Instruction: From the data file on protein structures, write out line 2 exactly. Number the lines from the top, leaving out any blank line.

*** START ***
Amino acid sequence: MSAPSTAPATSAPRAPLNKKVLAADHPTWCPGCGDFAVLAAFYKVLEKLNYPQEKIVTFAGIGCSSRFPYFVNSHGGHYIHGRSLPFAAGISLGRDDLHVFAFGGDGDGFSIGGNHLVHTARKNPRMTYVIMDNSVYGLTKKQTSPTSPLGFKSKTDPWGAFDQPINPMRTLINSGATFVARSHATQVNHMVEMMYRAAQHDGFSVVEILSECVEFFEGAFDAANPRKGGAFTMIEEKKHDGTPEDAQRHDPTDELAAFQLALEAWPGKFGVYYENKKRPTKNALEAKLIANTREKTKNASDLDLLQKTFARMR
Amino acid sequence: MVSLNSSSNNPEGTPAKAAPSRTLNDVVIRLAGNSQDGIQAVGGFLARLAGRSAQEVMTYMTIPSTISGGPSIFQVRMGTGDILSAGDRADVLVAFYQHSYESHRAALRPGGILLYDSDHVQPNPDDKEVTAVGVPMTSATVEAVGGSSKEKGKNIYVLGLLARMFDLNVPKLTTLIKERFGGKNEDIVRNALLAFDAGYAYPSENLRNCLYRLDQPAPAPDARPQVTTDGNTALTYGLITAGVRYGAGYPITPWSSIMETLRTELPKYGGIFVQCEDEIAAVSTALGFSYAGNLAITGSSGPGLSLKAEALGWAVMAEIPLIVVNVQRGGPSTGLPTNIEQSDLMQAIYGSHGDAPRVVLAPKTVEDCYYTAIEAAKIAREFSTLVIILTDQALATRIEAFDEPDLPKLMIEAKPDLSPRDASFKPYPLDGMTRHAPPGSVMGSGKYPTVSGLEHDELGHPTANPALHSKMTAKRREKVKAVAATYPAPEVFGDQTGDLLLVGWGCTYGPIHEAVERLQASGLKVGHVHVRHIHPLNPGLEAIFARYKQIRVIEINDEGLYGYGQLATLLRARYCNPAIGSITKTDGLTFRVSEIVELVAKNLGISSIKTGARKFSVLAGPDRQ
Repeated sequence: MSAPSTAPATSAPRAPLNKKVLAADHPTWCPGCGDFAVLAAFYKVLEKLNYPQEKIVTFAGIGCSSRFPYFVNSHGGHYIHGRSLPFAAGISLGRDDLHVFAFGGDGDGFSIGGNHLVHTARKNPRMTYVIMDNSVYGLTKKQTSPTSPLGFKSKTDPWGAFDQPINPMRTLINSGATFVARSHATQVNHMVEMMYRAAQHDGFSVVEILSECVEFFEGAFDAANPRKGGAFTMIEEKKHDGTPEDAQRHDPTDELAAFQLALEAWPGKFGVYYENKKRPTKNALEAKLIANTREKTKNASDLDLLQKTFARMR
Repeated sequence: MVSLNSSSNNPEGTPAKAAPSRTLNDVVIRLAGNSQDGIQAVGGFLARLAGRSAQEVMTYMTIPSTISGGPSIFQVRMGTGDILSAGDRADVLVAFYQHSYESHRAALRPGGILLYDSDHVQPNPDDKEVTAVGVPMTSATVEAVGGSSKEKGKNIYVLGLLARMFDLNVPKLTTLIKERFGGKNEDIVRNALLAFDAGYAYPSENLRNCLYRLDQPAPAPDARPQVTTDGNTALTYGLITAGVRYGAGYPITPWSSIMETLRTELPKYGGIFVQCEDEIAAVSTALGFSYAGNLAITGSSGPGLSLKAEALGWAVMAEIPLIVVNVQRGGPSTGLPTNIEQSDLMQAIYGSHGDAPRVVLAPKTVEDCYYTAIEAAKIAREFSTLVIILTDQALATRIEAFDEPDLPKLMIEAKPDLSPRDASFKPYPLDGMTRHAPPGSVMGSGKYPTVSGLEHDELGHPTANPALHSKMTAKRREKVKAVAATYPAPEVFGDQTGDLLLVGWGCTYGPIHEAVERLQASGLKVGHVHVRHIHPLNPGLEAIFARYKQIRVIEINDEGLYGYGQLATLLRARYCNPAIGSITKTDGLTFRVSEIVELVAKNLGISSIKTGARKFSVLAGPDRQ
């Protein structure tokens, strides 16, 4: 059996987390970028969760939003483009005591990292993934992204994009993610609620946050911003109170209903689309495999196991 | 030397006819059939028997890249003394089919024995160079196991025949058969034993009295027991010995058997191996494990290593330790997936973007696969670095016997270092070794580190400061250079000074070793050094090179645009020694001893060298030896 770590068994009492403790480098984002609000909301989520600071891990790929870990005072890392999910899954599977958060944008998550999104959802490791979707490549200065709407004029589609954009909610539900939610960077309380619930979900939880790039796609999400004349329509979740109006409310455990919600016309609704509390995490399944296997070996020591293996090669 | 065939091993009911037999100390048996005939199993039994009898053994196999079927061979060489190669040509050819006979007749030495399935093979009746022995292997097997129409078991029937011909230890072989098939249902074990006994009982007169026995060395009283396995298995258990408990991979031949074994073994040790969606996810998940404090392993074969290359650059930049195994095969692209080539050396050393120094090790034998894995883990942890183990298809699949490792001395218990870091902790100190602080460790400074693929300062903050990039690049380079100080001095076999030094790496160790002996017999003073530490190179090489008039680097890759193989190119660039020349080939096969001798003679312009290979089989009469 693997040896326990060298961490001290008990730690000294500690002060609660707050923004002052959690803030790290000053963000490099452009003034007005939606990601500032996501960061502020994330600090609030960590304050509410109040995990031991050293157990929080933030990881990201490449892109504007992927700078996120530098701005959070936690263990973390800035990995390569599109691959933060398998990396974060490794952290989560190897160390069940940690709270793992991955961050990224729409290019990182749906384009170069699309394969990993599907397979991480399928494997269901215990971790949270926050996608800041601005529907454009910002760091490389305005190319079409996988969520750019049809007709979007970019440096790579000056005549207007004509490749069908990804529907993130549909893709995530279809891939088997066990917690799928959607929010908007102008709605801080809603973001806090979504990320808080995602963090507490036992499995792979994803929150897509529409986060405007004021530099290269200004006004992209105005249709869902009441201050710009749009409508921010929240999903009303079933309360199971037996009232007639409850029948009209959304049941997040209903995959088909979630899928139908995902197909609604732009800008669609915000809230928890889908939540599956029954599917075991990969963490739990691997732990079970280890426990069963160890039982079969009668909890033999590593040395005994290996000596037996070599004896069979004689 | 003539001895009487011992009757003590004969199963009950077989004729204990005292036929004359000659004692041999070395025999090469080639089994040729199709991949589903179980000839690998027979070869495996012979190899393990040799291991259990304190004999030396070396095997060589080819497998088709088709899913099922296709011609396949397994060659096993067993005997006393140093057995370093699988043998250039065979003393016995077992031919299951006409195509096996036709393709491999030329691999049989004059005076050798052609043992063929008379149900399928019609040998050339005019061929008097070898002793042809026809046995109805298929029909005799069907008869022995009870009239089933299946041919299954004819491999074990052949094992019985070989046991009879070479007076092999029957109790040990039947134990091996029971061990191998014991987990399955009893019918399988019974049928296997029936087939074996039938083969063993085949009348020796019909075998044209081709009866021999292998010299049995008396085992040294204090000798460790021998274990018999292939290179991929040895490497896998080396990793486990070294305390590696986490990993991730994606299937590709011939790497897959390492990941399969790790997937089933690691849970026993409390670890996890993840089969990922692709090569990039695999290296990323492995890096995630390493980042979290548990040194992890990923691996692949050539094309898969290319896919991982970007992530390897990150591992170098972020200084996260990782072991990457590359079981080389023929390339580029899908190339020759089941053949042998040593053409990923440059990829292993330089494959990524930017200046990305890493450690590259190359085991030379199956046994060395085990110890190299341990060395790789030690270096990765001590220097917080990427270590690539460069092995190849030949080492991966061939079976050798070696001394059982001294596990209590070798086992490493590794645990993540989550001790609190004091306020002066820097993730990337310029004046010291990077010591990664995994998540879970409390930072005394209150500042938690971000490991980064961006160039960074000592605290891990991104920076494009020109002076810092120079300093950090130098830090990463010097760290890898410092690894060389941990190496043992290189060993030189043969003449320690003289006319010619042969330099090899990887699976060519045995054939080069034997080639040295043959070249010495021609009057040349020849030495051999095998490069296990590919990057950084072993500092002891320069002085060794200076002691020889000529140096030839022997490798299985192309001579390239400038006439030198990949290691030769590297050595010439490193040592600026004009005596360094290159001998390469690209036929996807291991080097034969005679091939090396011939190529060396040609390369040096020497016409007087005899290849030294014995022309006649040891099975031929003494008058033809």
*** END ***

Amino acid sequence: MVSLNSSSNNPEGTPAKAAPSRTLNDVVIRLAGNSQDGIQAVGGFLARLAGRSAQEVMTYMTIPSTISGGPSIFQVRMGTGDILSAGDRADVLVAFYQHSYESHRAALRPGGILLYDSDHVQPNPDDKEVTAVGVPMTSATVEAVGGSSKEKGKNIYVLGLLARMFDLNVPKLTTLIKERFGGKNEDIVRNALLAFDAGYAYPSENLRNCLYRLDQPAPAPDARPQVTTDGNTALTYGLITAGVRYGAGYPITPWSSIMETLRTELPKYGGIFVQCEDEIAAVSTALGFSYAGNLAITGSSGPGLSLKAEALGWAVMAEIPLIVVNVQRGGPSTGLPTNIEQSDLMQAIYGSHGDAPRVVLAPKTVEDCYYTAIEAAKIAREFSTLVIILTDQALATRIEAFDEPDLPKLMIEAKPDLSPRDASFKPYPLDGMTRHAPPGSVMGSGKYPTVSGLEHDELGHPTANPALHSKMTAKRREKVKAVAATYPAPEVFGDQTGDLLLVGWGCTYGPIHEAVERLQASGLKVGHVHVRHIHPLNPGLEAIFARYKQIRVIEINDEGLYGYGQLATLLRARYCNPAIGSITKTDGLTFRVSEIVELVAKNLGISSIKTGARKFSVLAGPDRQ